Set during the prohibition era in America, we follow three bootlegging brothers who violently defend their right to remain independent against crooked lawmen looking for a cut of the business. Every member of the cast delivers a solid performance here; but Hardy, LaBeouf and Clarke as the Bondurant brothers and Guy Pearce as Rakes are the ones running this film. All four of these actors keep up with each other and maintain a high standard throughout. The detailed performances given by the two love interests (Chastain and Wasikowska) are ultimately sidelined and not of great importance to the film and Gary Oldman’s role is little more than an extended cameo, which was disappointing to see. Still, I can’t fault anyone in this film and it’s always nice to see the minor characters being as interesting as our leads.
Lawless does paint good and evil with some broad brushstrokes; despite the violence that the brothers commit, there is no doubt that we are meant to side with them and against the inhuman Rakes. It’s a shame that Pearce’s character – whilst played very well – is an out and out psychopath. We would still root for the brothers if a little more criticism was aimed at them due to the likeability and humour that Hardy and LaBeouf bring, and if the film eased back on painting the lawman so darkly we could have had a more complex portrayal of the opposing side, and by extension the entire violent situation. Or just leave the film wide open so that we aren’t forced to criticise anybody by the movie’s perspective, but instead form our own opinions. Lawless does function well for what it is trying to do, early into the film you recognise the bias and run with it, but it is a shame that it couldn’t have been a little braver here.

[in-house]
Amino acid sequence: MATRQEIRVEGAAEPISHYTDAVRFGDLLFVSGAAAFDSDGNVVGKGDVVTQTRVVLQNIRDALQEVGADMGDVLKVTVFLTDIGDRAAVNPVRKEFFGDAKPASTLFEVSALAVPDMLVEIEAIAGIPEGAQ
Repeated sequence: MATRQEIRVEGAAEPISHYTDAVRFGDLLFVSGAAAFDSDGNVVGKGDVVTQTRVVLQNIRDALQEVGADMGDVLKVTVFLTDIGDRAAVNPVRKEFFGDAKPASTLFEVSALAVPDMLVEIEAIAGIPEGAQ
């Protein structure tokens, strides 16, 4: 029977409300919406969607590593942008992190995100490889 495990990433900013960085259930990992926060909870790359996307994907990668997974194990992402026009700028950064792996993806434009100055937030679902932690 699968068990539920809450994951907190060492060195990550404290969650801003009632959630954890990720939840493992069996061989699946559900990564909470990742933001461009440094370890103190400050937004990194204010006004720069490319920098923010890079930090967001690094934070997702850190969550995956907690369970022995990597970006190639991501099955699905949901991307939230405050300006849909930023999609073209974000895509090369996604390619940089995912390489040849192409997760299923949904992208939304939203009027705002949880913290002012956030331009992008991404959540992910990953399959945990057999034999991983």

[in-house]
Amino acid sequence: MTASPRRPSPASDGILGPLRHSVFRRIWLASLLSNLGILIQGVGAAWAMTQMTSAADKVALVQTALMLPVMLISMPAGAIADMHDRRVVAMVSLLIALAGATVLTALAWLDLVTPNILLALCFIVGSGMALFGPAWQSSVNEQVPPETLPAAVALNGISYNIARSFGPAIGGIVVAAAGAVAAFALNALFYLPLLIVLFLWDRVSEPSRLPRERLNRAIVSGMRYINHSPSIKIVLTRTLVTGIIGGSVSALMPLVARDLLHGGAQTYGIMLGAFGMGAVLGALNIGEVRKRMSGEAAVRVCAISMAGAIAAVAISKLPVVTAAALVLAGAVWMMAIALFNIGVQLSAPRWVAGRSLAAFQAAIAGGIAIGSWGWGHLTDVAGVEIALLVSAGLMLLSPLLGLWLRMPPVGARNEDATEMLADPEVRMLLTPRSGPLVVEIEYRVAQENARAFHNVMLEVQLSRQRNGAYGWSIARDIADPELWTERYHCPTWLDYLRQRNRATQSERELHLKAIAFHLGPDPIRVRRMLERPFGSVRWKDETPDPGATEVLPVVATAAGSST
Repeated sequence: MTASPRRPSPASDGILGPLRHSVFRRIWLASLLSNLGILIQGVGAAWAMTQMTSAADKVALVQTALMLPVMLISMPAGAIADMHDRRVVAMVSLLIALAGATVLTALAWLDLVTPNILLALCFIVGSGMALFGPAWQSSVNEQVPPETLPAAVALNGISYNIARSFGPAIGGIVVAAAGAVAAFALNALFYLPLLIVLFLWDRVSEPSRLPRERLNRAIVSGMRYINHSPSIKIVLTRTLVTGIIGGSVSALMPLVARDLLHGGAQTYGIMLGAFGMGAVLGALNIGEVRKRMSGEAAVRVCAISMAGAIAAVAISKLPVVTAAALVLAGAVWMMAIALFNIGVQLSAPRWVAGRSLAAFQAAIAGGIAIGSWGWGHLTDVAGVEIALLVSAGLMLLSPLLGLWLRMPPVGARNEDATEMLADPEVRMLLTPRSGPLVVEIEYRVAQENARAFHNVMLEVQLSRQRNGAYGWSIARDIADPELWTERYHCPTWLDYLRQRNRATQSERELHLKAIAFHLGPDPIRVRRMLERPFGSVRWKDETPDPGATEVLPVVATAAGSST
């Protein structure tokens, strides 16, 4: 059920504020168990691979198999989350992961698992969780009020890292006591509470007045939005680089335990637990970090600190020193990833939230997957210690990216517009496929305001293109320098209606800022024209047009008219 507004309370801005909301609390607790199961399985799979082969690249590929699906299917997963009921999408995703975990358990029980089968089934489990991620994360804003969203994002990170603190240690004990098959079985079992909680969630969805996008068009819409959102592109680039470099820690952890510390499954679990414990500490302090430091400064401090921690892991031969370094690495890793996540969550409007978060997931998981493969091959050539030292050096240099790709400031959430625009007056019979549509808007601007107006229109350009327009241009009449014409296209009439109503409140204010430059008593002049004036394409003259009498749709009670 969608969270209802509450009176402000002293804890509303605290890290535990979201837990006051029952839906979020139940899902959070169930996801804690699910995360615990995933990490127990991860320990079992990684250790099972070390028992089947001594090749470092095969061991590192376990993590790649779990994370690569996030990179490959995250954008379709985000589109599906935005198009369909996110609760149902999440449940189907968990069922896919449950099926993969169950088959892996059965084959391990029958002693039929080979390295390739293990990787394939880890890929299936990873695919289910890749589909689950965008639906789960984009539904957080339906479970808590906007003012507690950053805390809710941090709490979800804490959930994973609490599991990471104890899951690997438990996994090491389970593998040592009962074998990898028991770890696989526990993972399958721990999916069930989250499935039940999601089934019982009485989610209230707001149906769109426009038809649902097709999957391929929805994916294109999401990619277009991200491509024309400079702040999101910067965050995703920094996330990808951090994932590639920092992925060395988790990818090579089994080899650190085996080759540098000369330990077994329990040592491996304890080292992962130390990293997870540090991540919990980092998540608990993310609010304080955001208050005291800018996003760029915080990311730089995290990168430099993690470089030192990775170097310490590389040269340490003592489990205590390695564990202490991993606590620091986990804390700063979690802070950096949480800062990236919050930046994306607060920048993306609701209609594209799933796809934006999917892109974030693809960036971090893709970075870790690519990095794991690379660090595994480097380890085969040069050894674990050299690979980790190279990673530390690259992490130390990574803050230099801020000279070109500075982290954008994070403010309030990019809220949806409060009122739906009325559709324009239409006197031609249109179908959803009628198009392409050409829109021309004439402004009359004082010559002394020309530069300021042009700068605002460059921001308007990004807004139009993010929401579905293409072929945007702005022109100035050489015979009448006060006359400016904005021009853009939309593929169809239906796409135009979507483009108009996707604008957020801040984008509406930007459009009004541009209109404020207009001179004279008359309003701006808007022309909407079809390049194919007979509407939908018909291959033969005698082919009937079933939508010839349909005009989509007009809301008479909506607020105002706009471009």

Slowly building in intensity, Lawless takes it’s time over a simple story but we are never allowed to feel bored. We are always aware that a sudden burst of violence could be just around the corner, or then again maybe it will be an unexpected laugh because the humour is fairly constant and is well handled. The violence is brutal and sounds painful, the little metallic ting left over by Hardy’s knuckle dusters adds a particularly visceral edge, but this is not the unnecessarily blood drenched film that some reviewers are describing it as. It spurts when it needs to but the blood is used intelligently and with restraint, it certainly doesn’t reduce the film’s power or credibility. Unfortunately Lawless does seem to be receiving many surprisingly negative reviews, which is rather unfair. It’s not a perfect film by any means, but is worthy of your attention and is one of the better films to have come out this year.